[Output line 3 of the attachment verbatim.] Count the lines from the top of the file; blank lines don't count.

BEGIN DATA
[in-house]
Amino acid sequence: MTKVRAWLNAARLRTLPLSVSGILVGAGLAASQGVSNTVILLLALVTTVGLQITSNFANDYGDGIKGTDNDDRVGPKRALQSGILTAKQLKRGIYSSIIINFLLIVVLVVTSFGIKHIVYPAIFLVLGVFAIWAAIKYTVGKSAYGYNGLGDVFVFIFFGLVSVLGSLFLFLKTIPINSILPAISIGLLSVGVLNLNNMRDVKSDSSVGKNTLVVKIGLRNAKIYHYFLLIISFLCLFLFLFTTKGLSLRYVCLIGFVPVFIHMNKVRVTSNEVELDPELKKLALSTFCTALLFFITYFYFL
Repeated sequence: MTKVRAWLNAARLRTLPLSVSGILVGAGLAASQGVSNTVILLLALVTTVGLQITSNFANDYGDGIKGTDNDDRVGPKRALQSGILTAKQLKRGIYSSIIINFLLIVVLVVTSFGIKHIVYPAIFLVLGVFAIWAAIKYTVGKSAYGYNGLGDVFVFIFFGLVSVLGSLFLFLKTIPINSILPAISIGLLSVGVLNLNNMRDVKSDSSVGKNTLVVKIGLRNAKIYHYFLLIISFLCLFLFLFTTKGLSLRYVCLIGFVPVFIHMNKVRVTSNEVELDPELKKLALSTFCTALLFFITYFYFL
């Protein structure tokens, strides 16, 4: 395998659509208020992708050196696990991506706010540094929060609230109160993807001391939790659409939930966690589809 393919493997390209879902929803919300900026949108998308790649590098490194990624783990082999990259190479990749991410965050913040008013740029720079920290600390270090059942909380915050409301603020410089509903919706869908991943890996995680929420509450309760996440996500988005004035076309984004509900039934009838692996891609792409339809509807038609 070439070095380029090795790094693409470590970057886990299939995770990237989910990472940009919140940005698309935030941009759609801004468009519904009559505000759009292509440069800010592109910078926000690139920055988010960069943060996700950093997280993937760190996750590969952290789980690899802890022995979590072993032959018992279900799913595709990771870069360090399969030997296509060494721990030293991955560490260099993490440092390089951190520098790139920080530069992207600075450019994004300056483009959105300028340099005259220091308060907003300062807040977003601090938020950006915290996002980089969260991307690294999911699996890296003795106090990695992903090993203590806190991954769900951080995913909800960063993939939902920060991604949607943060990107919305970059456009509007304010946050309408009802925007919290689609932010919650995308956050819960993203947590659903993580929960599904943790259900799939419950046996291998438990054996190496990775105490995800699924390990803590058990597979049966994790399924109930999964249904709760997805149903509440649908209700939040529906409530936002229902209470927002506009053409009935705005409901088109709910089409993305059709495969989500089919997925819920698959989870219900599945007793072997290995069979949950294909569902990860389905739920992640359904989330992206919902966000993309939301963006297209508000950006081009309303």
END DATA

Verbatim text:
Repeated sequence: MTKVRAWLNAARLRTLPLSVSGILVGAGLAASQGVSNTVILLLALVTTVGLQITSNFANDYGDGIKGTDNDDRVGPKRALQSGILTAKQLKRGIYSSIIINFLLIVVLVVTSFGIKHIVYPAIFLVLGVFAIWAAIKYTVGKSAYGYNGLGDVFVFIFFGLVSVLGSLFLFLKTIPINSILPAISIGLLSVGVLNLNNMRDVKSDSSVGKNTLVVKIGLRNAKIYHYFLLIISFLCLFLFLFTTKGLSLRYVCLIGFVPVFIHMNKVRVTSNEVELDPELKKLALSTFCTALLFFITYFYFL